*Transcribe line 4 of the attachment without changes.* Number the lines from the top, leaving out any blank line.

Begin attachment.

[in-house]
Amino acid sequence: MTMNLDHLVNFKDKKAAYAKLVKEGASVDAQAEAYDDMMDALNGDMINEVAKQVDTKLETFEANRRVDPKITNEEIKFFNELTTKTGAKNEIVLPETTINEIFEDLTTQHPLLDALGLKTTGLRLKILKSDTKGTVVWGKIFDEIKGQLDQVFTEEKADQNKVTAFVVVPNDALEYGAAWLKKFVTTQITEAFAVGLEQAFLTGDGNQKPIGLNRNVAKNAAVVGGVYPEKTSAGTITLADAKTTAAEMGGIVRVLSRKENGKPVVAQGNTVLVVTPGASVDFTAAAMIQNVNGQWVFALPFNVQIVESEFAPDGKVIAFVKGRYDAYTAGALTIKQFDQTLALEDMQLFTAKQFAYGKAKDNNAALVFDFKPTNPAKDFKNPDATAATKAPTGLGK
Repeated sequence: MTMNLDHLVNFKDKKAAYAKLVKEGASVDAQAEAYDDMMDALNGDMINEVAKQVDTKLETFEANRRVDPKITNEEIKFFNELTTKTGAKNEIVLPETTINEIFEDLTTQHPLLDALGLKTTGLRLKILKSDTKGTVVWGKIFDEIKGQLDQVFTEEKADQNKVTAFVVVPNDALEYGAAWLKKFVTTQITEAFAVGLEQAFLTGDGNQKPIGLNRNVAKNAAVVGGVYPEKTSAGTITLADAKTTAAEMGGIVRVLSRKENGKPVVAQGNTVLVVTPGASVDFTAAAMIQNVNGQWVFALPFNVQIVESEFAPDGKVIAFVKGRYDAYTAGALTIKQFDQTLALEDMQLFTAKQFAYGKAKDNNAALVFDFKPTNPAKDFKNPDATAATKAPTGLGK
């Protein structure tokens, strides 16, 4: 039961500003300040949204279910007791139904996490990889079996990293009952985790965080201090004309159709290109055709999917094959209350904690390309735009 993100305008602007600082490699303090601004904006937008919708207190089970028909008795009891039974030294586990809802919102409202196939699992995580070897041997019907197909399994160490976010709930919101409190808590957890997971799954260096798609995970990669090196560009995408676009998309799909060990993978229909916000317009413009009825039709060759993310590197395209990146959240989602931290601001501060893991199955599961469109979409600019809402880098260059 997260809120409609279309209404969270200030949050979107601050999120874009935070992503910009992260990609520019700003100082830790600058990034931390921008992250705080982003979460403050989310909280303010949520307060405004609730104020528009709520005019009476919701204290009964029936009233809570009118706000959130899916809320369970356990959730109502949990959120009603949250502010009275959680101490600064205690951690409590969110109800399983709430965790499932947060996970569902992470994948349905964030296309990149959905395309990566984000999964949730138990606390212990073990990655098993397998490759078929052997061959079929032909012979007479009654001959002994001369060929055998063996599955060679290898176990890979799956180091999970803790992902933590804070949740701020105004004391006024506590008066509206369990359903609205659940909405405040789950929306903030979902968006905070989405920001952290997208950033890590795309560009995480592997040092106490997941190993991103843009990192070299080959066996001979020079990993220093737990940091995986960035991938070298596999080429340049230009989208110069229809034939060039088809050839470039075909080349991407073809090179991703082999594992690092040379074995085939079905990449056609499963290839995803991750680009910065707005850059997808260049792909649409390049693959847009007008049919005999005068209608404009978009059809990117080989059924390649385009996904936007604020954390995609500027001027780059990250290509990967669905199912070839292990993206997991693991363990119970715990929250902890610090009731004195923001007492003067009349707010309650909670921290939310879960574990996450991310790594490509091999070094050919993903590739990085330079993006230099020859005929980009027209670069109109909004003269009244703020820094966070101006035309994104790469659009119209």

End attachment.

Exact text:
């Protein structure tokens, strides 16, 4: 039961500003300040949204279910007791139904996490990889079996990293009952985790965080201090004309159709290109055709999917094959209350904690390309735009 993100305008602007600082490699303090601004904006937008919708207190089970028909008795009891039974030294586990809802919102409202196939699992995580070897041997019907197909399994160490976010709930919101409190808590957890997971799954260096798609995970990669090196560009995408676009998309799909060990993978229909916000317009413009009825039709060759993310590197395209990146959240989602931290601001501060893991199955599961469109979409600019809402880098260059 997260809120409609279309209404969270200030949050979107601050999120874009935070992503910009992260990609520019700003100082830790600058990034931390921008992250705080982003979460403050989310909280303010949520307060405004609730104020528009709520005019009476919701204290009964029936009233809570009118706000959130899916809320369970356990959730109502949990959120009603949250502010009275959680101490600064205690951690409590969110109800399983709430965790499932947060996970569902992470994948349905964030296309990149959905395309990566984000999964949730138990606390212990073990990655098993397998490759078929052997061959079929032909012979007479009654001959002994001369060929055998063996599955060679290898176990890979799956180091999970803790992902933590804070949740701020105004004391006024506590008066509206369990359903609205659940909405405040789950929306903030979902968006905070989405920001952290997208950033890590795309560009995480592997040092106490997941190993991103843009990192070299080959066996001979020079990993220093737990940091995986960035991938070298596999080429340049230009989208110069229809034939060039088809050839470039075909080349991407073809090179991703082999594992690092040379074995085939079905990449056609499963290839995803991750680009910065707005850059997808260049792909649409390049693959847009007008049919005999005068209608404009978009059809990117080989059924390649385009996904936007604020954390995609500027001027780059990250290509990967669905199912070839292990993206997991693991363990119970715990929250902890610090009731004195923001007492003067009349707010309650909670921290939310879960574990996450991310790594490509091999070094050919993903590739990085330079993006230099020859005929980009027209670069109109909004003269009244703020820094966070101006035309994104790469659009119209």